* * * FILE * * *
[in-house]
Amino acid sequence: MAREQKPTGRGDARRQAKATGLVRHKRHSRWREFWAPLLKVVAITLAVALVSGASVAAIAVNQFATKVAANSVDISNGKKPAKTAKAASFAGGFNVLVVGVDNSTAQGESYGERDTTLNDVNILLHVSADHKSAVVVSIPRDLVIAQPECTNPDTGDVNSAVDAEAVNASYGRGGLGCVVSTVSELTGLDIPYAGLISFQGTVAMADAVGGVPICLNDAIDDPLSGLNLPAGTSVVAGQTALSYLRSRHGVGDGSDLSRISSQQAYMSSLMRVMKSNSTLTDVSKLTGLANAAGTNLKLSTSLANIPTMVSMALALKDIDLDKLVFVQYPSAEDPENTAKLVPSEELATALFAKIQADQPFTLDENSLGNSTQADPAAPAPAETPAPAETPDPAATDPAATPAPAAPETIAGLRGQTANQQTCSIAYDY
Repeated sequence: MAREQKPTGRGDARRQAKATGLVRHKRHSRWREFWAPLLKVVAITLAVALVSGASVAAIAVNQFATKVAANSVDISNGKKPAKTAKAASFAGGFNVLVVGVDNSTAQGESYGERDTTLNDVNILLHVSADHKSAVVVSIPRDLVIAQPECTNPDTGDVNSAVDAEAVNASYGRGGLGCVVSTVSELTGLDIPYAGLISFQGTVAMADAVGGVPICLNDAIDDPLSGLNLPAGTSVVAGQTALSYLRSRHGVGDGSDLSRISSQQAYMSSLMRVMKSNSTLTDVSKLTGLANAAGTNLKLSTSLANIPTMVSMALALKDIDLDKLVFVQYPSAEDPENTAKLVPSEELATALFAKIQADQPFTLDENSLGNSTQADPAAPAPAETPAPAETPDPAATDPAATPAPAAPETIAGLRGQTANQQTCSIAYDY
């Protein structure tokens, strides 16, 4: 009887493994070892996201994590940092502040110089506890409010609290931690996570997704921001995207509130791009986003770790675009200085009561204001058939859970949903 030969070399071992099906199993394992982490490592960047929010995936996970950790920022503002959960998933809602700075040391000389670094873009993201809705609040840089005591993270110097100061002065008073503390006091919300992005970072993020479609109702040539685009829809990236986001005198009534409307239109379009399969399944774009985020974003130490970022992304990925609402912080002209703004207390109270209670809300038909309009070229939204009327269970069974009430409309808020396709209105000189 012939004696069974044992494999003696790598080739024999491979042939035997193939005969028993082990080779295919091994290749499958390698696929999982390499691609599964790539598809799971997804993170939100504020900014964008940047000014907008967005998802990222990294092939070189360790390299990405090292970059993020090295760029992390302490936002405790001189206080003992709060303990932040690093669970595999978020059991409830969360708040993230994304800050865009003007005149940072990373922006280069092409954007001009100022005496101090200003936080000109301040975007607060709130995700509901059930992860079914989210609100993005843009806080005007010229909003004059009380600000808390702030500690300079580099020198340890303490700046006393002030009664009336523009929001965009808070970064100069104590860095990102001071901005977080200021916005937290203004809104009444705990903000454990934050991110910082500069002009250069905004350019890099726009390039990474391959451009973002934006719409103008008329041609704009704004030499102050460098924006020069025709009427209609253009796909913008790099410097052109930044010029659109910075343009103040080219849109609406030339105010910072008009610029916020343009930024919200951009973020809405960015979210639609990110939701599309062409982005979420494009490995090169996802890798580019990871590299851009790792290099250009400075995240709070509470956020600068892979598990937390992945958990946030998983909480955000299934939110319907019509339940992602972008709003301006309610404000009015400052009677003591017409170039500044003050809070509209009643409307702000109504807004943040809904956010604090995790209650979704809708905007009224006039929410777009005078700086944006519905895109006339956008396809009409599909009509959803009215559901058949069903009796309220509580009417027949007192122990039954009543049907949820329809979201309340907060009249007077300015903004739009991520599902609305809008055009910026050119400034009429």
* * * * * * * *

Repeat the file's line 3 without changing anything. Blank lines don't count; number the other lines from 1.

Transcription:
Repeated sequence: MAREQKPTGRGDARRQAKATGLVRHKRHSRWREFWAPLLKVVAITLAVALVSGASVAAIAVNQFATKVAANSVDISNGKKPAKTAKAASFAGGFNVLVVGVDNSTAQGESYGERDTTLNDVNILLHVSADHKSAVVVSIPRDLVIAQPECTNPDTGDVNSAVDAEAVNASYGRGGLGCVVSTVSELTGLDIPYAGLISFQGTVAMADAVGGVPICLNDAIDDPLSGLNLPAGTSVVAGQTALSYLRSRHGVGDGSDLSRISSQQAYMSSLMRVMKSNSTLTDVSKLTGLANAAGTNLKLSTSLANIPTMVSMALALKDIDLDKLVFVQYPSAEDPENTAKLVPSEELATALFAKIQADQPFTLDENSLGNSTQADPAAPAPAETPAPAETPDPAATDPAATPAPAAPETIAGLRGQTANQQTCSIAYDY